Published December 8th, 2014 at 4:45 PM
Cecilia Mosher is a Peruvian woman who moved to Kansas City just one year ago. She, along with her two young daughters and friend Leyla Dejong, performed a traditional Peruvian dance called the Tondero at the recent grand opening of Kansas City Peruvian American Culture Association. The event showcased Peruvian culture in music, dancing, food and fashion.
“We dance barefoot and it represents the waves of the ocean. It’s very elegant,” Mosher said.
Although Mosher’s daughters, Mia and Sophia, are American, Mosher said they might as well be Peruvian. “To me, it’s huge that they feel the pride in my country, even though they weren’t born there,” she said. “They speak Spanish, they eat Peruvian food and they dance Peruvian dances.”
Mosher said she hopes the new Peruvian American Cultural Association will help Peruvians who live in Kansas City connect with each other. “I think it will be a magnet for Peruvian people who don’t know where to go or where to gather, and it will probably make the community stronger,” she said.
Gabriela Arslanoglu is from Peru, but moved to Kansas City in 1984. She, along with a group of other Kansas Citians from Peru, founded the organization to share their country’s culture with the community.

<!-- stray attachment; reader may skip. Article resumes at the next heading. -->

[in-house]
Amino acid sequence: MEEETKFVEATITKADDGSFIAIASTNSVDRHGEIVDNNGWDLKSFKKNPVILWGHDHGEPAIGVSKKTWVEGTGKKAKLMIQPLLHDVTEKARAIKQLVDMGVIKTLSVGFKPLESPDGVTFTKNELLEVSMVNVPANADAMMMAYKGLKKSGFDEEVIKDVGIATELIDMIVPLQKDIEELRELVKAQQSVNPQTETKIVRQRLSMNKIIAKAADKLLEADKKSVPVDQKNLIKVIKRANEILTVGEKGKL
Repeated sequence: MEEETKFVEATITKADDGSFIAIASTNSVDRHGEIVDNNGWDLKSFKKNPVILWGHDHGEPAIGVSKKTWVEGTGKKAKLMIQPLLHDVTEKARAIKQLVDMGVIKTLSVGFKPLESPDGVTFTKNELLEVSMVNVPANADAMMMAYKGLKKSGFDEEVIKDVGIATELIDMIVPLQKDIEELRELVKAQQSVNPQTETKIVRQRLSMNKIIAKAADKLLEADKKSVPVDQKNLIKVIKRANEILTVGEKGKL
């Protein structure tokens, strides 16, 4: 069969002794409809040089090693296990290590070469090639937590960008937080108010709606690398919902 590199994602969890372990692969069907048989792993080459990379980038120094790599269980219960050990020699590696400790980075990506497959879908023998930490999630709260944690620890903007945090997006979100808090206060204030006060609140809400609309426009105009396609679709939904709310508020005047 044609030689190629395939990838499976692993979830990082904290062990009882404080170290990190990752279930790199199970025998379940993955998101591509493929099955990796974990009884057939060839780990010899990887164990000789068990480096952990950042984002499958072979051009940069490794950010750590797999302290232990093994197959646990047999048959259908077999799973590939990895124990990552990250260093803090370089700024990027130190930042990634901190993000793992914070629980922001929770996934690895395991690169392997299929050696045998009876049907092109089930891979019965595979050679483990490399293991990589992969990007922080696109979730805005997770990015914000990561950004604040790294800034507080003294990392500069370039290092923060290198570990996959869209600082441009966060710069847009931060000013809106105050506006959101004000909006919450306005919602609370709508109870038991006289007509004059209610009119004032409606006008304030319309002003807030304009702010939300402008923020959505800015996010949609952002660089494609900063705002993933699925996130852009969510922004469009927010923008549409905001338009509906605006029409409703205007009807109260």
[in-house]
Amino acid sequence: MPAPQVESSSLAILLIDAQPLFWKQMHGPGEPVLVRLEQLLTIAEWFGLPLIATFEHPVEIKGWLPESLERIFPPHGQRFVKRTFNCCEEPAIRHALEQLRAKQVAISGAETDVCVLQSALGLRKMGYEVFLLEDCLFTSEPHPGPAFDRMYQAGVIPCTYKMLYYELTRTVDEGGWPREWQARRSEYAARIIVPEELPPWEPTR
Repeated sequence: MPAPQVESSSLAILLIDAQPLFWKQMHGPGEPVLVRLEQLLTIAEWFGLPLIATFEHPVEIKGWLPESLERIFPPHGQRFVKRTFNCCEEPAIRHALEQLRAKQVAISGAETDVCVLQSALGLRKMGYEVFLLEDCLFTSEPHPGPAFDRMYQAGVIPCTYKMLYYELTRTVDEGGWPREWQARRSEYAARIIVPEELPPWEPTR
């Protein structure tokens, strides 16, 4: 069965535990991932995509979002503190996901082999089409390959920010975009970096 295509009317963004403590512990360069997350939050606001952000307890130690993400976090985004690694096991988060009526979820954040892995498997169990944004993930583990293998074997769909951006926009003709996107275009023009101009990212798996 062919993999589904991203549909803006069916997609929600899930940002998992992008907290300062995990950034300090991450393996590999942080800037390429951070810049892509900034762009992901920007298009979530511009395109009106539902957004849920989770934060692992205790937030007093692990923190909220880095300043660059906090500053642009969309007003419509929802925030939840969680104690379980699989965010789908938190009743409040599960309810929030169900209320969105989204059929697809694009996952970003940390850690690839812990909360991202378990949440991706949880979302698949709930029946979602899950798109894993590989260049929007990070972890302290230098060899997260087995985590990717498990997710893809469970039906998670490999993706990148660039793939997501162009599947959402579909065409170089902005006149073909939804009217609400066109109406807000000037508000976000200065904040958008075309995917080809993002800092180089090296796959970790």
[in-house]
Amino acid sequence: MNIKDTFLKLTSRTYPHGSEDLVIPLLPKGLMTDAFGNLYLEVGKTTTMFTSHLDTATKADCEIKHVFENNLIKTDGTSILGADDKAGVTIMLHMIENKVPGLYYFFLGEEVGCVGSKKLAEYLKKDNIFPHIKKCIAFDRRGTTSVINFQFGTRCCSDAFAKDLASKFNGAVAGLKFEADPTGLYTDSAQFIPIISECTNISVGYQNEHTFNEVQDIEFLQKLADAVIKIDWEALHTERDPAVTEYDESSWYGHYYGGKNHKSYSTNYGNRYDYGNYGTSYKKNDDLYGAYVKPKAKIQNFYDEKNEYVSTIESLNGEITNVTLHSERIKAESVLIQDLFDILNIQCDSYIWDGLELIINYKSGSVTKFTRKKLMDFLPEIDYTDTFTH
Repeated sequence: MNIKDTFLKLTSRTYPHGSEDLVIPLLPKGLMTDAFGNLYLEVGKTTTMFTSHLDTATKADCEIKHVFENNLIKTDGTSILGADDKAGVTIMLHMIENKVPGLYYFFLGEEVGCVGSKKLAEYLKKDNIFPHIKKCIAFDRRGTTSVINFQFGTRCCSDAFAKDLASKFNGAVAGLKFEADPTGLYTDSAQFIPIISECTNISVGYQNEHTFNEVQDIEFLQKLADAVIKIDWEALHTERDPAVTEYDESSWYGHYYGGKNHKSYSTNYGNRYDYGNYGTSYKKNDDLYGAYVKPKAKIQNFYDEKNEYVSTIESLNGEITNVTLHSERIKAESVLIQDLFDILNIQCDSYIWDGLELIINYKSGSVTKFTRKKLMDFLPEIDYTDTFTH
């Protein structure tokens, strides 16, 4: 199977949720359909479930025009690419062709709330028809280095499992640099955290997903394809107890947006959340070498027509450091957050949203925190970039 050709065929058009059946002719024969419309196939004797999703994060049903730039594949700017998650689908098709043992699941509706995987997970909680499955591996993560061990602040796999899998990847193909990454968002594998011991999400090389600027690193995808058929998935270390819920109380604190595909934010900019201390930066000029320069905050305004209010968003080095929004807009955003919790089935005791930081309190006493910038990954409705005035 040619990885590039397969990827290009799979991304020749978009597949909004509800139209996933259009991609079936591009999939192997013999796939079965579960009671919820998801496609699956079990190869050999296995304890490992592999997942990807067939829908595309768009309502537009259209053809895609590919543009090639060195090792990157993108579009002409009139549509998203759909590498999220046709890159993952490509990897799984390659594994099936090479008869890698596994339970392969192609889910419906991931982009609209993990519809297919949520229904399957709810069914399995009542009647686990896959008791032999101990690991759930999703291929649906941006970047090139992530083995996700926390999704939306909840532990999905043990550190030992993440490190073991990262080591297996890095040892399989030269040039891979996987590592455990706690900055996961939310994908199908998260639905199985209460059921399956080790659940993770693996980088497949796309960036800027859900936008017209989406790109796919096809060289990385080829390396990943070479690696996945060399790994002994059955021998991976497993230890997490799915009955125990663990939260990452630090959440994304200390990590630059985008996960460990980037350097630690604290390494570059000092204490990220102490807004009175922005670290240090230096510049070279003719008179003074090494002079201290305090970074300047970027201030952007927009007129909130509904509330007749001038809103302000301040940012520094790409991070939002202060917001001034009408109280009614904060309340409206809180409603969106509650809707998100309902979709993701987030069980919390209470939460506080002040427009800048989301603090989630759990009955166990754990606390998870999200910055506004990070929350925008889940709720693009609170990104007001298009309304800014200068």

“The main thing here is that we are showing Peru as business,” she said. “We want to tell you how rich our country is. We are a great country to do business with. Our economy is stable, you can invest in Peru, and we have a lot of tourist attractions.”
She said many people don’t know that there is a Peruvian community in Kansas City. “Really, we have a lot of Peruvians here,” she said. “The community is a big community. There are a lot of people from different areas in Peru, the north and south and different cities.”
Tom Kerrigan is the chairman of the board of the Hispanic Chamber. He said he thinks when people think of the Hispanic community, they only think of people of Mexican heritage.
But, he said there are many different Hispanic communities right here in Kansas City, including the Peruvian community. “So, with the Peruvian culture group and those other groups, I think it really shows the community inside and outside of the Chamber just how diverse a group we are,” he said.